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Sleep and Your Health2022-06-18T16:00:13-07:00

Sleep and Your Health

Providers at The Insomnia and Sleep Institute of Arizona understand sleep disorders can be associated with, cause, or exacerbate a number of mental, emotional, and physical issues in those of all ages. These comorbidities can include type 2 diabetes, heart attacks, stroke, hypertension, depression, as well as anxiety. Good sleep health is important for everyone, and particularly those with concurrent chronic conditions such as Alzheimer’s, ADD/ADHD, cancer, epilepsy, fibromyalgia, kidney disease, Parkinson’s disease, and many other diseases.

Stay current on trends in sleep medicine by reading articles related to sleep and your health. Please visit our blog for the latest information and book an appointment at one of our offices if you suffer from a sleep-related condition.

Understand how Sleep Impacts Your Overall Health

Sleep-Related Health Problems

Heart Problems

Sleep is a state of relaxation that has benefits beyond letting our brain rest—it also allows our cardiovascular system to take a break. While we sleep our blood pressure decreases, and this is beneficial in that it decreases our risk of heart disease and stroke. A study by CHEST called “Sleep and Hypertension” delves deeper into this relationship. What is clear is that there is a positive relationship between sleep and your health.

During normal sleep, your blood pressure goes down. Those who have sleep problems also have blood pressure stays higher for a longer period of time. High blood pressure is one of the leading risks for heart disease and stroke. About 75 million Americans—1 in 3 adults—have high blood pressure.

Obesity

Obesity is linked to numerous co-morbidities, including obstructive sleep apnea (OSA). Numerous studies have found that obese patients are at a higher risk of suffering from OSA, with just a handful of patients best treated with a strict diet and weight reduction alone. The vast majority of those diagnosed with OSA will also require CPAP therapy. Those who fail with CPAP might be able to explore options such as the Inspire implant. There is also a link between insomnia and the disorder’s allowing for more waking hours to eat, which leads to obesity, which leads to related co-morbidities. This is a vicious cycle that can often be managed and/or treated.

Brain Health

Neurological disorders affect more than just memory. Often, patients in later stages of Alzheimer’s and other dementias stop following the regular circadian sleep-wake cycle. This can lead to being awake all night and sleeping all day (or, worse, not sleeping much at all). Part of this problem stems from the disease itself, while another factor that disrupts this cycle is the medications often prescribed to treat these diseases.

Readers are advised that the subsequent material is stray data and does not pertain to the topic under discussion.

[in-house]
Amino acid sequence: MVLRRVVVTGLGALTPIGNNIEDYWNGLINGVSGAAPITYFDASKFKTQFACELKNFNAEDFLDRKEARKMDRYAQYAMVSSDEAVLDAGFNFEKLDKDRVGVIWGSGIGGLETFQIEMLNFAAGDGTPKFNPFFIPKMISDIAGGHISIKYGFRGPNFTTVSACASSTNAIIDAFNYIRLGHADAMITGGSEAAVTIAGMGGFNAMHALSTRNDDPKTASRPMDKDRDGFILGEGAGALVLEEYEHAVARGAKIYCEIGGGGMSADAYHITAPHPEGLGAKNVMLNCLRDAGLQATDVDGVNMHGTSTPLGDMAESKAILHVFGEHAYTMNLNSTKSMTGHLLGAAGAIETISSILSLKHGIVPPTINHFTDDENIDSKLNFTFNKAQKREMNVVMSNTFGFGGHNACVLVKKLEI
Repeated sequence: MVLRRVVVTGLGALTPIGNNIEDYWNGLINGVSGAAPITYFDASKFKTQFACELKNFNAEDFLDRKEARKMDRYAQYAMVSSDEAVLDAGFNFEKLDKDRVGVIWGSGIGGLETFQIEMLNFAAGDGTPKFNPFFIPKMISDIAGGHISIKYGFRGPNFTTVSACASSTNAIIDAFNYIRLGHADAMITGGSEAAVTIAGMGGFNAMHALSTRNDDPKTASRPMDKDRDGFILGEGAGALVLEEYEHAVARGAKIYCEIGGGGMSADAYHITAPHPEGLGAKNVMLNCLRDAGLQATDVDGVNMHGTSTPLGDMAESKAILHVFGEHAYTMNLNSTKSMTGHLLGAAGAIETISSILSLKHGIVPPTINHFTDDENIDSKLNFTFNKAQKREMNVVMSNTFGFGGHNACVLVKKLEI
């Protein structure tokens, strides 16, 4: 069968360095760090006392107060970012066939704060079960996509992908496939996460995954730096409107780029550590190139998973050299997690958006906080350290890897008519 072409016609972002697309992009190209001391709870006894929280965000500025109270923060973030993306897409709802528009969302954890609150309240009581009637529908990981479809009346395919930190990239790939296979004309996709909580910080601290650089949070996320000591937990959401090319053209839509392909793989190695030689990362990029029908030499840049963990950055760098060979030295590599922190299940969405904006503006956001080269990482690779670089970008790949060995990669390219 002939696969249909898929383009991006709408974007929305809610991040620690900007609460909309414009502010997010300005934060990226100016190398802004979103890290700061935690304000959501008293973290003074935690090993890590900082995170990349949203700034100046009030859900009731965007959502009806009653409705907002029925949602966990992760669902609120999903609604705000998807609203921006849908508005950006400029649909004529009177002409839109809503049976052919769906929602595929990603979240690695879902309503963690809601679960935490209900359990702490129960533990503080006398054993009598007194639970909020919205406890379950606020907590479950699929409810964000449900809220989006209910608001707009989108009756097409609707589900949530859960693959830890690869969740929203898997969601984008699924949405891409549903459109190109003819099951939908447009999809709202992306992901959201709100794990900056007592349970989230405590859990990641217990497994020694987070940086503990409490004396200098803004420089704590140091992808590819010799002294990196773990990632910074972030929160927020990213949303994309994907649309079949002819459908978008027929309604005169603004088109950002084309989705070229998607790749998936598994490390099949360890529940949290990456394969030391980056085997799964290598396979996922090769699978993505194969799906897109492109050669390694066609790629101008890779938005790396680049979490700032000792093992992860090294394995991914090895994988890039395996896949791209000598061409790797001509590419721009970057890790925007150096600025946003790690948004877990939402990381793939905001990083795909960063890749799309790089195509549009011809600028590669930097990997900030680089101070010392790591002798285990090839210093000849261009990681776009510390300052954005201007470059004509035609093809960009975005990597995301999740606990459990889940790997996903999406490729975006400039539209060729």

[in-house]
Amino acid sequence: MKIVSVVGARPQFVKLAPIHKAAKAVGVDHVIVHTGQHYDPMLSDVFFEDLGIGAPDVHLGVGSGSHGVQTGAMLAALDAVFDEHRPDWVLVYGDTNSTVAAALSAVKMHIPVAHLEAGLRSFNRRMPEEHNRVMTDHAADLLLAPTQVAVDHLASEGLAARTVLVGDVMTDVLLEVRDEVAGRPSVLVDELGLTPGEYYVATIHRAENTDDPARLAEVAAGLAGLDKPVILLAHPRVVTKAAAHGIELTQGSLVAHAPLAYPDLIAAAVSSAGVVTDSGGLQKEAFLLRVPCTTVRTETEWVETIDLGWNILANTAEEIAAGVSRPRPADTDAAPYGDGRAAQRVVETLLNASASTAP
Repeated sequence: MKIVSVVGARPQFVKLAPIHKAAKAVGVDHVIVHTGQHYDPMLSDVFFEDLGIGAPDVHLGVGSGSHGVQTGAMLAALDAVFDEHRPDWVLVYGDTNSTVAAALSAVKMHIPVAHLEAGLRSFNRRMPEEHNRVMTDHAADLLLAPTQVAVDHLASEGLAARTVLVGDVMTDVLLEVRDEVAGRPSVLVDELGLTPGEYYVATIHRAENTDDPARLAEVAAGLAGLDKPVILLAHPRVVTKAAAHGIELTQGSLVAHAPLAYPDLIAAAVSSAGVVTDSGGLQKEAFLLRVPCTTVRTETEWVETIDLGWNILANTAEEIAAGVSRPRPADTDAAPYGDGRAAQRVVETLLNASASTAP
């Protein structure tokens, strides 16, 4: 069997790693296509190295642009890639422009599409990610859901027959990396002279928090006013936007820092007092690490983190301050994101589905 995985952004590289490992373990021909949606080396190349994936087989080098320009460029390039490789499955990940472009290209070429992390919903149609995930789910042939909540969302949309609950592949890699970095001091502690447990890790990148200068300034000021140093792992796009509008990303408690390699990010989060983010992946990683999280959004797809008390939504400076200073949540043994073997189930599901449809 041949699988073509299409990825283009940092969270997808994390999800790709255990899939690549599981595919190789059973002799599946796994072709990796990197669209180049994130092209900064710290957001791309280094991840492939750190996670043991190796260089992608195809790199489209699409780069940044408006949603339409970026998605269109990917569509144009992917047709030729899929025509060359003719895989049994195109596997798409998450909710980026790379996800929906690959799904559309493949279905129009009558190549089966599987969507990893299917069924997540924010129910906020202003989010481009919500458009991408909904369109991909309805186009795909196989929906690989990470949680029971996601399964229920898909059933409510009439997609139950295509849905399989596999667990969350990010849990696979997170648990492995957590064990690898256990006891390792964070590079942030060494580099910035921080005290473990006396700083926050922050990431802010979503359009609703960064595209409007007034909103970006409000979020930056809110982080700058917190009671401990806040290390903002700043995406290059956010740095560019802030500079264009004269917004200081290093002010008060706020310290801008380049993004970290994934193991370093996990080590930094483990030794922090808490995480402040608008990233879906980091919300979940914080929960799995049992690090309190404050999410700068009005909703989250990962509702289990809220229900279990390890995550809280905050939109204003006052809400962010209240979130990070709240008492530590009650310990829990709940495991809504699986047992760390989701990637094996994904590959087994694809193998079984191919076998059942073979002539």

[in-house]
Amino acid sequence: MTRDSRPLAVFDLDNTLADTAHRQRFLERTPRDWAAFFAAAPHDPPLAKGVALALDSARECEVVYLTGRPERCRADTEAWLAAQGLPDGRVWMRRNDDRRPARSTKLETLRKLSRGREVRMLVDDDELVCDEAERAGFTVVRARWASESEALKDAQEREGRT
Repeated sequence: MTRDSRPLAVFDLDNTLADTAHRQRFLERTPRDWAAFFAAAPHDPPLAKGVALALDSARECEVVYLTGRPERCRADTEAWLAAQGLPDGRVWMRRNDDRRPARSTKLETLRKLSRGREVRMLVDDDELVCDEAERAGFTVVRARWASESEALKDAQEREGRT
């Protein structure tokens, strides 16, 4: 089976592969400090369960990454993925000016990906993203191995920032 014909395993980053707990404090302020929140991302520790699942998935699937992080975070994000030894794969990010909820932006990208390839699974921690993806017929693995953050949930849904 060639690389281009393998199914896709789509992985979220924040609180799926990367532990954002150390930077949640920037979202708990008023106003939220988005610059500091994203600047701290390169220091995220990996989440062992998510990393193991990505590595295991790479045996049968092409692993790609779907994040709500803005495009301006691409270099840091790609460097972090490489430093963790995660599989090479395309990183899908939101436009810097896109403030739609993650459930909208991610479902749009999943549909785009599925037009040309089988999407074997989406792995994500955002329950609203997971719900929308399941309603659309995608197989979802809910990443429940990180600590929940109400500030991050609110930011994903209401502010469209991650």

Compounding Health Issues Related to Sleep Disorders

Numerous studies have linked lack of sleep with more intense cravings of unhealthy food. This lack of sleep may stem from necessity (intensive workload), personal choice (choosing to stay up too late), or from a sleep disorder (such as insomnia). The body will usually crave more food as these extra hours awake require energy, but unfortunately, these cravings are usually high glycemic options or foods high in saturated fats (leading to obesity). Such foods are known to increase risk of hypertension, diabetes, and other diseases.

Research Reviews Impact of Repetitive Transcranial Magnetic Stimulation (rTMS) on Insomnia

The neuromodulator technique called repetitive transcranial magnetic stimulation, or rTMS, is FDA-approved to treat major depressive disorder. However, it has recently gained traction as a potential treatment for sleep disorders

Anxiety, Depression, Alcohol, and Addiction

Changes in sleep patterns can be caused by a variety of reasons such as anxiety, depression, and alcohol abuse or addiction. In fact, lack of sleep or oversleeping is such a common symptom of depression that it is included in the PHQ-9 screening questionnaire. Anxiety can lead to insomnia as patients get trapped in a cycle of thinking about their worries (which then prevents them from sleeping). Alcohol abuse and addiction can cause changes in the sleep cycle so that the body fails to enter the necessary REM cycle.

Long-term use of Sleep Aids